I believe the Next Generation Computing is Software Defined Infrastructure on top of the robust physical infrastructure. You can ask me anything about enterprise infrastructure (virtualization, compute, storage, network) and we can discuss it deeply on this blog. Don't hesitate to contact me.
Friday, December 17, 2010
ESXi 4.1 - Scripted Installation Via PXE and Kickstart!
Monday, December 13, 2010
get 2 free VEEAM products for VCP
Monday, November 29, 2010
Monday, November 22, 2010
Sunday, November 21, 2010
Open Source VMFS Driver
This driver enables read-only access to files and folders on partitions formatted with the Virtual Machine File System (VMFS). VMFS is a clustered file system that is used by the VMware ESX hosts to store virtual machines and virtual disk files.
Thursday, November 11, 2010
Monday, November 08, 2010
Friday, November 05, 2010
It supporst up to 130 vFiler instances (128 vFilers plus 2 vFiler0 instances) but only for NFS, CIFS, iSCSI, HTTP, and NDMP. Fibre Channel is not supported. You can only use Fibre Channel with vFiler0.
Friday, October 29, 2010
VCAP-DCA and VCAP-DCD Live Lab Tutorials
VCAP-DCA and VCAP-DCD Live Lab Tutorials
VMware has released the VCAP-DCA and VCAP-DCD Live Lab Tutorials which can help you prepare for the actual exam.
The VCAP4-DCA is directed toward System Administrators, Consultants and Technical Support Engineers who can demonstrate their skills in VMware vSphere and VMware vCenter technologies in relation to the datacenter, as well as their knowledge of application and physical-infrastructure services and their integration with the virtual infrastructure.
The VCAP-DCD is directed toward IT Architects and Consulting Architects who are capable of designing VMware solutions in a multi-site, large enterprise environment. They have a deep understanding both of VMware core components and their relation to storage and networking, and also of datacenter design methodologies. They also possess knowledge of applications and physical infrastructure, as well as their relationship to the virtual infrastructure.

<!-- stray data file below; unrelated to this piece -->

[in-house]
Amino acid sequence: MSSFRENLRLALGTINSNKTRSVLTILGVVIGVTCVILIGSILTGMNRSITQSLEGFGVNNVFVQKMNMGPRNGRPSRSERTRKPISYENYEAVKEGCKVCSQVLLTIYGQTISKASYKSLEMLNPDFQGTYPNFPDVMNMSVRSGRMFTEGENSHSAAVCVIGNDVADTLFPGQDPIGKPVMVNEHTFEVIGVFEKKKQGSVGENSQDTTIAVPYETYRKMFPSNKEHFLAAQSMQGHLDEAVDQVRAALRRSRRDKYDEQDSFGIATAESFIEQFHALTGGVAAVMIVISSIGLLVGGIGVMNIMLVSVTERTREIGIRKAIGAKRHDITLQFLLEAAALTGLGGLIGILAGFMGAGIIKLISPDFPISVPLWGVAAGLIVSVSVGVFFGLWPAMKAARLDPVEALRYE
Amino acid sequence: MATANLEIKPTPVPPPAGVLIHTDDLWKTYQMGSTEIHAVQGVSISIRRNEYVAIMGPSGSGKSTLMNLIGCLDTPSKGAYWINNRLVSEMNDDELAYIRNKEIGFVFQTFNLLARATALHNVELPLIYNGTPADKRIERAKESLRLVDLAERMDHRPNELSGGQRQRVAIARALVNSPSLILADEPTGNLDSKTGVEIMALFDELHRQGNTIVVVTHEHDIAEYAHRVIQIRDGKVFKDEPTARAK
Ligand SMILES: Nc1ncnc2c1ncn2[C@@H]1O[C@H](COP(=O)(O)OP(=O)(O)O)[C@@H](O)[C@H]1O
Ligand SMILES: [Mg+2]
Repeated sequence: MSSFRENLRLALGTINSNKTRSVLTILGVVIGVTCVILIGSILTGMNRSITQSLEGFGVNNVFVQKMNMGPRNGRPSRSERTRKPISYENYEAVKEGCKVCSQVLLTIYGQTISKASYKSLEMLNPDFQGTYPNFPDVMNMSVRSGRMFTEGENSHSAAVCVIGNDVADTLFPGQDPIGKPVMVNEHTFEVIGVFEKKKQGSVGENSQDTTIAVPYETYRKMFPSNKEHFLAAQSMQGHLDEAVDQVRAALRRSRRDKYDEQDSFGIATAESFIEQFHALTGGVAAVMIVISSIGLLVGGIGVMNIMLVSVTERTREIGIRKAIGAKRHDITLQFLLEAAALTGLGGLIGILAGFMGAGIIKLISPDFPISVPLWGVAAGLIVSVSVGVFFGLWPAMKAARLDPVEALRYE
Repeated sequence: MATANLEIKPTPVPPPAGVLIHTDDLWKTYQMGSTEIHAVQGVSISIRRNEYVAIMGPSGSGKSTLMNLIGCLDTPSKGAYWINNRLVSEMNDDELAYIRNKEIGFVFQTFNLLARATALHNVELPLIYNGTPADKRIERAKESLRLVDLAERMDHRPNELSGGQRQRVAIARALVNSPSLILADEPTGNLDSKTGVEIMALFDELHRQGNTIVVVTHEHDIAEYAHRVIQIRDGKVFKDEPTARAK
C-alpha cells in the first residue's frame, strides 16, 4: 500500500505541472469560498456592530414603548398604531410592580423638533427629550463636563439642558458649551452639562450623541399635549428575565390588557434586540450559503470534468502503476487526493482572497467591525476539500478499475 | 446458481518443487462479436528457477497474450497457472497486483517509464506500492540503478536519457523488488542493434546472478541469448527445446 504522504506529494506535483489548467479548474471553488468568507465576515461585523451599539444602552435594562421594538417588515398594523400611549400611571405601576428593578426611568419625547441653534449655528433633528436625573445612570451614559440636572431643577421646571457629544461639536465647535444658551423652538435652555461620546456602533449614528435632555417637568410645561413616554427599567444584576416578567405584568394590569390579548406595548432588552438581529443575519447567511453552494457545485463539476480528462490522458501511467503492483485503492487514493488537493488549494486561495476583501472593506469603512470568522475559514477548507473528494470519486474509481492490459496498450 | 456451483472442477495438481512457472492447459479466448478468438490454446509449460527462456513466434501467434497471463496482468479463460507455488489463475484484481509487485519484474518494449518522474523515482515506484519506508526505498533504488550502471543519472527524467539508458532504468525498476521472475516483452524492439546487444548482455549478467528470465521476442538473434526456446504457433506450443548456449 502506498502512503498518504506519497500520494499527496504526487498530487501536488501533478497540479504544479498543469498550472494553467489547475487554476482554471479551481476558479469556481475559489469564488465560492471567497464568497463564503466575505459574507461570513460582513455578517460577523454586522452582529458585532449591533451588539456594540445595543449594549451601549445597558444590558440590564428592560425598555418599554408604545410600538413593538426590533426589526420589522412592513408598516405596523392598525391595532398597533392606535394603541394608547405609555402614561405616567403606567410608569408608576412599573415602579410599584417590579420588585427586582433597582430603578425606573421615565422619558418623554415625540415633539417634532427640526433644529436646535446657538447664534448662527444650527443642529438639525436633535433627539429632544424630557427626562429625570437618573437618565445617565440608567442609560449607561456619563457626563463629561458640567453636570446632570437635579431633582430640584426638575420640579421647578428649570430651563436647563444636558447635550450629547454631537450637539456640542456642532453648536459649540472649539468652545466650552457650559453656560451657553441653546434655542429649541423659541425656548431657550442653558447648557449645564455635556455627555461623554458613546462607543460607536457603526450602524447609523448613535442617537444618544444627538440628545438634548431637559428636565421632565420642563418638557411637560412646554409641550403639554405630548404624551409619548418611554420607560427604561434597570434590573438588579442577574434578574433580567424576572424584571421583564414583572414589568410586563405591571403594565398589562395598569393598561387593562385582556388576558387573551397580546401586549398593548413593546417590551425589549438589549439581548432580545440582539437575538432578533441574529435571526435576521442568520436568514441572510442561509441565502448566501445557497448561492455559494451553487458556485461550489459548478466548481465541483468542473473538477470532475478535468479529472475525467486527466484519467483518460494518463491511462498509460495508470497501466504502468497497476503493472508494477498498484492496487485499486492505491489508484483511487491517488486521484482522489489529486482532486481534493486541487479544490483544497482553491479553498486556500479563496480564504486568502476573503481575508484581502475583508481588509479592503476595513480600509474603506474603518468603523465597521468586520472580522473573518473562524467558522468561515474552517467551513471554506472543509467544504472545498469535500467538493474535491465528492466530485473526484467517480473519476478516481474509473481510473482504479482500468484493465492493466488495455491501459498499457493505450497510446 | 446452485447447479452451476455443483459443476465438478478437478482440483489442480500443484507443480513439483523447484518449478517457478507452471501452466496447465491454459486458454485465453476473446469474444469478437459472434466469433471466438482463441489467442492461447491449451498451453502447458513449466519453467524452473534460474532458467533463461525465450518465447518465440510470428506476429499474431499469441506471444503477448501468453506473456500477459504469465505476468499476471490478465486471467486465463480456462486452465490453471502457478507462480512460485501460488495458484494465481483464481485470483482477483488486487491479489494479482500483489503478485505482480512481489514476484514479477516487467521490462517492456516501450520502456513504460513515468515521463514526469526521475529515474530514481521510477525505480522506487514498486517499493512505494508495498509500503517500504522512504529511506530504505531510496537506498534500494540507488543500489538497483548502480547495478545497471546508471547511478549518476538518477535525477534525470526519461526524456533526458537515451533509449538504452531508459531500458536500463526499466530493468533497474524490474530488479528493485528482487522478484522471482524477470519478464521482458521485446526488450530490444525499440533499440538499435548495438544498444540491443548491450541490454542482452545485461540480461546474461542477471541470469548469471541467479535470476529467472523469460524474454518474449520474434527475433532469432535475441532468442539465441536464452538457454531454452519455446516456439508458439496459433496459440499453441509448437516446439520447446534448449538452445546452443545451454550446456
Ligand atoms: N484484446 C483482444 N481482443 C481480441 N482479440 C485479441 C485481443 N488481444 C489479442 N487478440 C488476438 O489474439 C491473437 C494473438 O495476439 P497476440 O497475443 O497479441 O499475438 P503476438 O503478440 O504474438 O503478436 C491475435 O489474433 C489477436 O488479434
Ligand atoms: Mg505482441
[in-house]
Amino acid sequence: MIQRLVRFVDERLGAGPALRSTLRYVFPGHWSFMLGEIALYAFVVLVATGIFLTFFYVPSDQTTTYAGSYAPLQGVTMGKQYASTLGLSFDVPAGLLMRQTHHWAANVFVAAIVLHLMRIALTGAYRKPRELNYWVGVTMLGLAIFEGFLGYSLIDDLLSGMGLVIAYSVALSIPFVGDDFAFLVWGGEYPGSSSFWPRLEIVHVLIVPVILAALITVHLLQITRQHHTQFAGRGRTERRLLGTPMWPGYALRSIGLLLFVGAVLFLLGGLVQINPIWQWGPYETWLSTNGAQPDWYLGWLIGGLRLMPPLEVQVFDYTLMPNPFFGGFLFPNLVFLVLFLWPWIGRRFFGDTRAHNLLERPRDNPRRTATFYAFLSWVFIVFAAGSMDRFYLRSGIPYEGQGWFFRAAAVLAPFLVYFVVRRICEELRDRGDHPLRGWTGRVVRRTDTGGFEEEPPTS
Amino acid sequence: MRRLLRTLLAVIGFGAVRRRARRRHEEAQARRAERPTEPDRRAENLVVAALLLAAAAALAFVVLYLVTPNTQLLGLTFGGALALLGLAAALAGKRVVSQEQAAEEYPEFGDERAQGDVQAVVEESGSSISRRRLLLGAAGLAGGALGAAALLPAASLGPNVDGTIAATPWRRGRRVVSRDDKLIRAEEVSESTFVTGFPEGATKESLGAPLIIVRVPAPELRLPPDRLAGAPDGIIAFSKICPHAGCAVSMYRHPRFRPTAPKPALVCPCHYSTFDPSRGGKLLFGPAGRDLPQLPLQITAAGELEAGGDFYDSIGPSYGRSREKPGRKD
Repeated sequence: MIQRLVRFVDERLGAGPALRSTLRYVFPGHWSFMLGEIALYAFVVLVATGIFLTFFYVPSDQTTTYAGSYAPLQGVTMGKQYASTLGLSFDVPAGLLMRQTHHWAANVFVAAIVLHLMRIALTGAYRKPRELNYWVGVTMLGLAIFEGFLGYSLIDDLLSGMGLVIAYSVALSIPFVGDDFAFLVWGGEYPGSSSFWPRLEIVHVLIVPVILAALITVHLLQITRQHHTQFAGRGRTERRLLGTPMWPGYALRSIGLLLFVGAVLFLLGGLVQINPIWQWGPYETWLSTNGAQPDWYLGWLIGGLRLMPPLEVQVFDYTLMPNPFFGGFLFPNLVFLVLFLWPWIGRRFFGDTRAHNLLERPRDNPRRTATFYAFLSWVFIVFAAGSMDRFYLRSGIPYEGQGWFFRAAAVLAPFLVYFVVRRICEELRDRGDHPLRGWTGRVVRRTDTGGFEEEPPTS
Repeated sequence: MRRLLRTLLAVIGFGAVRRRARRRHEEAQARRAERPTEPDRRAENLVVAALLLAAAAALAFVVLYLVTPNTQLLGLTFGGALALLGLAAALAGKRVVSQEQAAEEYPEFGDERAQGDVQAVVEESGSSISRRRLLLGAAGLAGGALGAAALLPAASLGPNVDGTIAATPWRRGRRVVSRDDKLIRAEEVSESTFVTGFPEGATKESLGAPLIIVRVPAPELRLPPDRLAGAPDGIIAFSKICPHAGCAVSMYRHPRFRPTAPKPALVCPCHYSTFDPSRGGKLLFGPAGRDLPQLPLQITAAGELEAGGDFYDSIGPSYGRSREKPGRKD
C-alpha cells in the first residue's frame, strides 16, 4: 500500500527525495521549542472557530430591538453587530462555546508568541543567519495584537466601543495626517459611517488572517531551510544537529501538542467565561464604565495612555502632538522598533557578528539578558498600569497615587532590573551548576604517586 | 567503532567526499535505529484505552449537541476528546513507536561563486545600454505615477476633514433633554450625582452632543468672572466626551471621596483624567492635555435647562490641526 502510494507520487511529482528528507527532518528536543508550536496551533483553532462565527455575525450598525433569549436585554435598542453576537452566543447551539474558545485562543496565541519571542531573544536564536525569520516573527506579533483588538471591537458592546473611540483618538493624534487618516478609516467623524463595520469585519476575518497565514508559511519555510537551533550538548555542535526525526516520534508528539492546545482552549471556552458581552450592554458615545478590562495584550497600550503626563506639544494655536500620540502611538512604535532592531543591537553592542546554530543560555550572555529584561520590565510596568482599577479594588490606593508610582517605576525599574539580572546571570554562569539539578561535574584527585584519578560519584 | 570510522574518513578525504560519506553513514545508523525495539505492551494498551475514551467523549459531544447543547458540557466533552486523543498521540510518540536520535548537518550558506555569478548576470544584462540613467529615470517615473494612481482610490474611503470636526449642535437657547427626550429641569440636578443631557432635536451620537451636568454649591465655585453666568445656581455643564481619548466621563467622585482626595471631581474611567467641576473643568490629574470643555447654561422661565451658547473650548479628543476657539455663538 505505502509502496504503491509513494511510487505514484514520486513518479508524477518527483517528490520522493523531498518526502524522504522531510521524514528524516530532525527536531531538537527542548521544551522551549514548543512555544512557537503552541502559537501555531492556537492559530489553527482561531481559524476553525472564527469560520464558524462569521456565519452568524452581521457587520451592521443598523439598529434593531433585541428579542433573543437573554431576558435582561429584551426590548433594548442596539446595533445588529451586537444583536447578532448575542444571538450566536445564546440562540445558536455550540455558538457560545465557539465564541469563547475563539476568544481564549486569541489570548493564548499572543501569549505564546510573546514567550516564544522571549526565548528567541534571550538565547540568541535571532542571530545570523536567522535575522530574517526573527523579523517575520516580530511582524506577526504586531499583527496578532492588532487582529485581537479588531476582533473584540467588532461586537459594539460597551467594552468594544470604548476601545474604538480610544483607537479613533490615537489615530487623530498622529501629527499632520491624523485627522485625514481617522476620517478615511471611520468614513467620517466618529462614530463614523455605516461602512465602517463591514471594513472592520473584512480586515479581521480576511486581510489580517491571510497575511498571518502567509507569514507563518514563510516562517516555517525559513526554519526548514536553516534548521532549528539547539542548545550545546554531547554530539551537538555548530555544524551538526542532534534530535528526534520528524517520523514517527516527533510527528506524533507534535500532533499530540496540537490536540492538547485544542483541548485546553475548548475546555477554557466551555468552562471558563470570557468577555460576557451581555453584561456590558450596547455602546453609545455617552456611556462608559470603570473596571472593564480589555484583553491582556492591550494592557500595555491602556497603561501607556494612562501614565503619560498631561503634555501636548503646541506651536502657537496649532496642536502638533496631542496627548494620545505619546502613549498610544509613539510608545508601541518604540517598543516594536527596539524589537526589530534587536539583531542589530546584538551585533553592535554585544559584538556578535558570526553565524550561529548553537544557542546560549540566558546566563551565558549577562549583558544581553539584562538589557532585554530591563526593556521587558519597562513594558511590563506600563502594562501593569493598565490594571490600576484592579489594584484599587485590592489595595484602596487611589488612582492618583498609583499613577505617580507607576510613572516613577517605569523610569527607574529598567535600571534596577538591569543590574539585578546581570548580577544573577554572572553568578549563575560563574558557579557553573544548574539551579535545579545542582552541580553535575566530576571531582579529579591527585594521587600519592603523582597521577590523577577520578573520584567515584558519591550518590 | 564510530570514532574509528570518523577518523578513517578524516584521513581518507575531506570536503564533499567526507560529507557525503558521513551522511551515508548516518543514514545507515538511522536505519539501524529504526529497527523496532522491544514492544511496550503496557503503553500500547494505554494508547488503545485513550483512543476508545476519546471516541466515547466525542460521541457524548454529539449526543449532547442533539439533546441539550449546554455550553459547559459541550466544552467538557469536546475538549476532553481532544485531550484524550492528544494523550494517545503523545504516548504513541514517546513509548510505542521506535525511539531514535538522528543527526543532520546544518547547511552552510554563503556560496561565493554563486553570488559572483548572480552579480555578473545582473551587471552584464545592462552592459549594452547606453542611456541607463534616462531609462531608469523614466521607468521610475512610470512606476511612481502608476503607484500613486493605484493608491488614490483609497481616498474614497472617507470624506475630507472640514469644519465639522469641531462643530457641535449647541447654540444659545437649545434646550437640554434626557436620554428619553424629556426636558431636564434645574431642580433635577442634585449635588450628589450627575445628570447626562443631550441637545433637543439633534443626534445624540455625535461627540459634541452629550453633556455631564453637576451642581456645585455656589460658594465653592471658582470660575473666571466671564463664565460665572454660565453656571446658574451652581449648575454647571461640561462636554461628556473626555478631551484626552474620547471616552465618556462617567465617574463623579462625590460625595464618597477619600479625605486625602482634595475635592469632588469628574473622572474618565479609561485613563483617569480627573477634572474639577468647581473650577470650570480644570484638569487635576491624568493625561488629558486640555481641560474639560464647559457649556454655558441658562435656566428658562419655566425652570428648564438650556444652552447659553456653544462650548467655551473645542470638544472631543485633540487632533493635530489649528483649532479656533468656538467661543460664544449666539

Friday, October 15, 2010
Wednesday, October 13, 2010
Thursday, September 30, 2010
Disaster Recovery Plan
Wednesday, September 29, 2010
How CISCO UCS can help to Disaster and Recovery
Part 1: http://www.youtube.com/watch?v=2R9oWMBOAow
Part 2: http://www.youtube.com/watch?v=9pEtR8eNUYI
Friday, September 24, 2010
I would like to install it and compare against Platespin Recon.
Wednesday, September 22, 2010
Sunday, September 19, 2010
Microsoft NLB Cluster on VMware
Friday, September 17, 2010
Tuesday, September 14, 2010
EMC Unified Storage – Next Generation Efficiency Details
Monday, August 30, 2010
Thursday, August 19, 2010
Tuesday, June 29, 2010
Equinix Announces Third Sydney Data Center
How to remove Cisco Nexus 1000V plugin
--- COPY STARTS HERE ---
The Cisco Nexus 1000V switch is a pure software implementation of a Cisco Nexus switch. It resides on a server and integrates with the hypervisor to deliver VN-Link virtual machine-aware network services. The Cisco Nexus 1000V switch takes advantage of the VMware vSphere vNetwork Distributed Switch framework to offer tightly integrated network services as part of both a server virtualization strategy and a broader data center virtualization strategy. In addition, the switch provides operations and management consistency with existing Cisco Nexus and Cisco Catalyst switches.
Here I would like to share how to remove Cisco Nexus 1000V Plugin
1. To view the extension key on the vCenter Server, open an Internet Browser, and enter the URL path http://
2. Authentication dialog box open, Enter the username and password and click OK
3. The Managed Object Browser (MOB) open the Service Instance page, in the value column of the Properties table, click Content